65 Weak and Redundant Words To Avoid in Your Writing

Are you trying to hit a word count in your post? Or do you want to sound intelligent in your prose? Whatever your goal is, filler words are not the solution as they only lead to weak writing. 

Remember these 65 words to avoid in an essay for engaging content and more interested readers!

What is Superfluous Writing?

Superfluous writing may include redundant phrases or tautologies. They can also be filler words that do not contribute meaning to the sentence. Writers and speakers recommend removing them because you will look uncertain of what you’re saying.

Whether you’re making a blog post, doing business writing, or trying effective email writing, your key message needs to demonstrate brevity and clarity. Superfluous words make it difficult for your audience to understand what you’re saying.

What are Unnecessary Words Examples?

Some unnecessary words to remove from your writing include in order to, really, a lot, moreover, always, stuff, etc. These fluffs will bore your readers and make your ideas more ambiguous.

Weak email writing differs from poor blog content, and I have a separate helpful list of email words to avoid. These words and phrases will result in an ineffective emails list:

  • 100% more.
  • Best price.
  • Extra cash.
  • Free access.
  • Giveaway.
  • Guaranteed. 
  • Prize.
  • Promises.
  • Risk-Free.

How to Reduce Filler Words in Writing

There’s nothing wrong with filler words if you use them sparingly. But too much will make you less credible and your writing weaker. Here are some writing tips that will clean your content.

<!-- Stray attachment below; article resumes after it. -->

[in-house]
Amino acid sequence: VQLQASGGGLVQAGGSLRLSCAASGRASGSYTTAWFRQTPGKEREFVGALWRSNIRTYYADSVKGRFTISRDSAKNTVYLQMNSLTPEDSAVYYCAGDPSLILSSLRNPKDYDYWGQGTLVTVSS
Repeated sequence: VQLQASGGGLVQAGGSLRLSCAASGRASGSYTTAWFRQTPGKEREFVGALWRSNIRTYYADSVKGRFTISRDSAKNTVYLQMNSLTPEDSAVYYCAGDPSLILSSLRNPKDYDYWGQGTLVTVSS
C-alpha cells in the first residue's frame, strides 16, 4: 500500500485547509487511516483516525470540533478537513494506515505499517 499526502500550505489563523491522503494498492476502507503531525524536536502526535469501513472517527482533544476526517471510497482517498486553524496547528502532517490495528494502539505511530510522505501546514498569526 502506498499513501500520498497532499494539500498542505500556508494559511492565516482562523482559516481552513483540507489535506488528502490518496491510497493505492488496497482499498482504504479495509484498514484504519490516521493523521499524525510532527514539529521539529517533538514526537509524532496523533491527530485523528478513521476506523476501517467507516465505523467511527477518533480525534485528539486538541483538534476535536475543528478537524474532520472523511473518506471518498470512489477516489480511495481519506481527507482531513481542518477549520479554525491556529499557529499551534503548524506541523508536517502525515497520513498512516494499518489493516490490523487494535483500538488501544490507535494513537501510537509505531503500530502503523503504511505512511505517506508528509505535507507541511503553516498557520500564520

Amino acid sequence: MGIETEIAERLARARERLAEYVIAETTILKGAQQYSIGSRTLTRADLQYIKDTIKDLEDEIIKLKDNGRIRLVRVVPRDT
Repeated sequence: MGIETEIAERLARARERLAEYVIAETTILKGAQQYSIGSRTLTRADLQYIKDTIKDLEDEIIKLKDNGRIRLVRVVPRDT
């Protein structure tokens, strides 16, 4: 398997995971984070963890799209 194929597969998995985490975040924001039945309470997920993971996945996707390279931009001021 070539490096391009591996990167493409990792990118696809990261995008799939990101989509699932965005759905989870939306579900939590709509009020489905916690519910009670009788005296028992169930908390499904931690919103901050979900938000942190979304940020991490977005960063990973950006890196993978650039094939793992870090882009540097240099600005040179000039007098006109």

1. Cut Out Excessive Words

Many amateur writers struggling to reach the word count resort to common wordy sentences like “a large number of” or “if this is not the case”. These terms only make your sentences less substantial.

  • At the present time = now
  • Along the lines of = like
  • At all times = always
  • It’s probably that = probably
  • Due to the fact that = because
  • In light of the fact that = because
  • In the near future = soon
  • With the exception of = except

2. Remove Words That are Hard to Misunderstand

Some words are challenging to understand or easily mistaken as passive-aggressive. These include, as discussed, just a friendly reminder, and actually. 

3. Choose the Word with the Closest Meaning 

English words have denotative and connotative definitions. Denotative meaning is the dictionary definition, while connotative meaning is the implication or emotional impact. For example, instead of saying thin and slender, choose one word with the closest connotation.

But… Every Rule Has Its Exceptions

Are there instances when filler words become essential to keep your message on track? Probably. 

Moreover, furthermore, and additionally are not recommended because they only serve as clutter to your writing as they also add more commas. If you need to compress your explanation, these transitional words are acceptable. You can also use them when going into a flashback.

Another word you should avoid is just. However, if you need to emphasize the time, as in a short time ago, you get a free pass.